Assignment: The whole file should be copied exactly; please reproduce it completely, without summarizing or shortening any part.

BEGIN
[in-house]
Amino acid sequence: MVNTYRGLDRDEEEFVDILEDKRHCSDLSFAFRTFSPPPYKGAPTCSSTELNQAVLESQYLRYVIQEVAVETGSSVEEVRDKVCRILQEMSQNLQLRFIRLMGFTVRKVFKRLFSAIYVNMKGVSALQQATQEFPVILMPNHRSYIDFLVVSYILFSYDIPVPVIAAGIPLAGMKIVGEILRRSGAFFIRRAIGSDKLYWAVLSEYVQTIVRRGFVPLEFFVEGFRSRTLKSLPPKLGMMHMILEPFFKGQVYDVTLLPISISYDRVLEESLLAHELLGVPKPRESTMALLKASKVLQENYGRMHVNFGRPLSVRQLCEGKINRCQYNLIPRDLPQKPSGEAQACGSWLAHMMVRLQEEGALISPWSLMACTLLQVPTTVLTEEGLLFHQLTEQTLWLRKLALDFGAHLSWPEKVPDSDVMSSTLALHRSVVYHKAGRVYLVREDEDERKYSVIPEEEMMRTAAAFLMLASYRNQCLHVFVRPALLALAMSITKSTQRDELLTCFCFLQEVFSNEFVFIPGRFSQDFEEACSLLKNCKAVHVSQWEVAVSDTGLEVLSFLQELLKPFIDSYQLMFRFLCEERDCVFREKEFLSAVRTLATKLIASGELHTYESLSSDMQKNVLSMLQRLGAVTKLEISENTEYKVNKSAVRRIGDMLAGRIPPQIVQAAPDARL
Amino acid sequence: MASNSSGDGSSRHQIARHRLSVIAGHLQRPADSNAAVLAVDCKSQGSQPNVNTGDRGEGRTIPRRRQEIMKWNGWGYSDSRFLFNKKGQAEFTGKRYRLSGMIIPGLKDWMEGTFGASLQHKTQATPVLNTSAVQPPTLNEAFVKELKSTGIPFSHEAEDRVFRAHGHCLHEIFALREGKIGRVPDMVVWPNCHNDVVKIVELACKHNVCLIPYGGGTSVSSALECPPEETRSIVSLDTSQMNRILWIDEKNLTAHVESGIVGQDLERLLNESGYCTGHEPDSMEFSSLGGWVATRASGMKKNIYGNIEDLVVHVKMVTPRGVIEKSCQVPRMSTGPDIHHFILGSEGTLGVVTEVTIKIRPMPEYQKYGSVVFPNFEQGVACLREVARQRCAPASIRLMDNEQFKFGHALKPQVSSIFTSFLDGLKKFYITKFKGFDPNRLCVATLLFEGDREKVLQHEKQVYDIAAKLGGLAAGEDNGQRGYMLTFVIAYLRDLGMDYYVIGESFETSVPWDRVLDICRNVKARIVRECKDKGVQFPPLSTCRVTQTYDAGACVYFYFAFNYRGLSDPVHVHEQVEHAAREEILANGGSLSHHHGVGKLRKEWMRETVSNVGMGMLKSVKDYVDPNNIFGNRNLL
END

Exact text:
[in-house]
Amino acid sequence: MVNTYRGLDRDEEEFVDILEDKRHCSDLSFAFRTFSPPPYKGAPTCSSTELNQAVLESQYLRYVIQEVAVETGSSVEEVRDKVCRILQEMSQNLQLRFIRLMGFTVRKVFKRLFSAIYVNMKGVSALQQATQEFPVILMPNHRSYIDFLVVSYILFSYDIPVPVIAAGIPLAGMKIVGEILRRSGAFFIRRAIGSDKLYWAVLSEYVQTIVRRGFVPLEFFVEGFRSRTLKSLPPKLGMMHMILEPFFKGQVYDVTLLPISISYDRVLEESLLAHELLGVPKPRESTMALLKASKVLQENYGRMHVNFGRPLSVRQLCEGKINRCQYNLIPRDLPQKPSGEAQACGSWLAHMMVRLQEEGALISPWSLMACTLLQVPTTVLTEEGLLFHQLTEQTLWLRKLALDFGAHLSWPEKVPDSDVMSSTLALHRSVVYHKAGRVYLVREDEDERKYSVIPEEEMMRTAAAFLMLASYRNQCLHVFVRPALLALAMSITKSTQRDELLTCFCFLQEVFSNEFVFIPGRFSQDFEEACSLLKNCKAVHVSQWEVAVSDTGLEVLSFLQELLKPFIDSYQLMFRFLCEERDCVFREKEFLSAVRTLATKLIASGELHTYESLSSDMQKNVLSMLQRLGAVTKLEISENTEYKVNKSAVRRIGDMLAGRIPPQIVQAAPDARL
Amino acid sequence: MASNSSGDGSSRHQIARHRLSVIAGHLQRPADSNAAVLAVDCKSQGSQPNVNTGDRGEGRTIPRRRQEIMKWNGWGYSDSRFLFNKKGQAEFTGKRYRLSGMIIPGLKDWMEGTFGASLQHKTQATPVLNTSAVQPPTLNEAFVKELKSTGIPFSHEAEDRVFRAHGHCLHEIFALREGKIGRVPDMVVWPNCHNDVVKIVELACKHNVCLIPYGGGTSVSSALECPPEETRSIVSLDTSQMNRILWIDEKNLTAHVESGIVGQDLERLLNESGYCTGHEPDSMEFSSLGGWVATRASGMKKNIYGNIEDLVVHVKMVTPRGVIEKSCQVPRMSTGPDIHHFILGSEGTLGVVTEVTIKIRPMPEYQKYGSVVFPNFEQGVACLREVARQRCAPASIRLMDNEQFKFGHALKPQVSSIFTSFLDGLKKFYITKFKGFDPNRLCVATLLFEGDREKVLQHEKQVYDIAAKLGGLAAGEDNGQRGYMLTFVIAYLRDLGMDYYVIGESFETSVPWDRVLDICRNVKARIVRECKDKGVQFPPLSTCRVTQTYDAGACVYFYFAFNYRGLSDPVHVHEQVEHAAREEILANGGSLSHHHGVGKLRKEWMRETVSNVGMGMLKSVKDYVDPNNIFGNRNLL